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Gold Leaf cannabis dispensary opens on West Street in Annapolis

Gold Leaf dispensary on West Street looks more like the lobby of a swanky hotel than a medical cannabis dispensary.

A bodyguard with an earpiece and dark suit swings open the glass door to usher in customers. Natural light coming through the glass and gold facade glints off shelved displays of glass water pipes. Faux vines and succulents rise up the back wall; on the other side, very real cannabis buds sit in glass canisters, backlit with individual LED lights.

Co-owner Larry Adler designed the new dispensary with an upscale aesthetic on purpose. He wants to do away with the negative connotations surrounding cannabis use and the stereotype of a dingy, shopping center dispensary where users go to get their medicine.

“We want people to be able to come in here and be happy to be here,” Adler said.

Adler and co-owner David Podrog opened Gold Leaf April 11, and have already seen a healthy flow of customers, most of whom are patients seeking relief from a spectrum of pain.

Patients of all ages filtered in and out of the dispensary on a gray Friday. Patients hand over government-issued IDs and show their medical marijuana card. Customers have to be of age, 21 or older, to enter unless they have a card.

There’s not one kind of person who comes to the dispensary, said general manager Michael Tese. The oldest patient Gold Leaf staff served was a 98-year-old woman with knee pain. Nor is there one kind of product.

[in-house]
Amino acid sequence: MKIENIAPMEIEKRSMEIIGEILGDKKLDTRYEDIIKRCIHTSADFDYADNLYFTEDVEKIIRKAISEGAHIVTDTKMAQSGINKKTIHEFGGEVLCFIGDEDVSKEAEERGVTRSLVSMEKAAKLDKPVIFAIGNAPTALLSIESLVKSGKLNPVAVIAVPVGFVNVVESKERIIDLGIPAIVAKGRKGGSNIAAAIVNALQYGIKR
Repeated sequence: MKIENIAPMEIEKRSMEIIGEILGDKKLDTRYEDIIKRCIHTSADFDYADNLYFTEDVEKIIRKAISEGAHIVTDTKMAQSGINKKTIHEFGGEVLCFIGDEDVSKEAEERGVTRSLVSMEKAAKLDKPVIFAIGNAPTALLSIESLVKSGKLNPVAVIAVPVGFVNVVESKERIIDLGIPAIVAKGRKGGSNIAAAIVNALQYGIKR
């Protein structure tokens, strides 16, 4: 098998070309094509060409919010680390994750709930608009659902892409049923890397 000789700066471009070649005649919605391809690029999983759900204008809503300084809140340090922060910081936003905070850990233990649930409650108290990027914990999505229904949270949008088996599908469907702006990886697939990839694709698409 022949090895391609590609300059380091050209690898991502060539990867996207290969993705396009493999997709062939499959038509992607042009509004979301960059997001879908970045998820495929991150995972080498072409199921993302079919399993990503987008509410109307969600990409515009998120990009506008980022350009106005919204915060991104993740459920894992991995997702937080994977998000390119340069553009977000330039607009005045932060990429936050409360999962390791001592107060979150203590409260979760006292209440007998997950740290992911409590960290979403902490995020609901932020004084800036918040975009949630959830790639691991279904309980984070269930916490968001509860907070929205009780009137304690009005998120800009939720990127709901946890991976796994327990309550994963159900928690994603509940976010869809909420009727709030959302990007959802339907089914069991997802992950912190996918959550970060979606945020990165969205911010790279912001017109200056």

Gold Leaf offers two dozen strains of marijuana — Birthday Cake has been the most popular thus far. But the dispensary also offers tinctures, elixirs, hash oil products, pre-rolled blunts, even cannabis infused olive oil. In a room separated from the lobby, “budtenders” help patients navigate the overwhelming variety. Gold Leaf also provides patients with journals where they can track their experience with each product — what it was, when they took it, how intense the high felt, whether they liked it or not.

The Maryland General Assembly legalized medical cannabis in 2013, but the infrastructure to make it available to patients wasn’t in place until more recently. Dispensaries, producers and growers faced a lengthy application process, beginning in 2015. In Anne Arundel County, some of these businesses faced steeper challenges because of zoning regulations put in place by former County Executive Steve Schuh. These have since been rolled back under the new County Council and County Executive Steuart Pittman.

One grower and three distributors, including Gold Leaf, operate in Anne Arundel County. Another seven county growers and distributors have pre-approval for a license from the Maryland Medical Cannabis Commission. Businesses with pre-approval have until Aug. 30 to find a location, get inspections and become fully operational by Sept. 30, said cannabis commission spokeswoman Jennifer White. If the business can’t get up and running by then, the owners can apply for an extension through December, but only if there are circumstances out of their control.

“There are also issues where maybe two owners aren’t seeing eye to eye,” White said. “They have to either get it together, get operational or get out. It has to be a legitimate ‘We couldn’t help it’ reason.”

The dispensary has been controversial in the past.

Co-owner Larry Adler designed the city’s new dispensary with an upscale aesthetic on purpose. He wants to do away with the negative connotations surrounding cannabis use and the stereotype of a dingy, back-alley dispensary where users go to get their bud.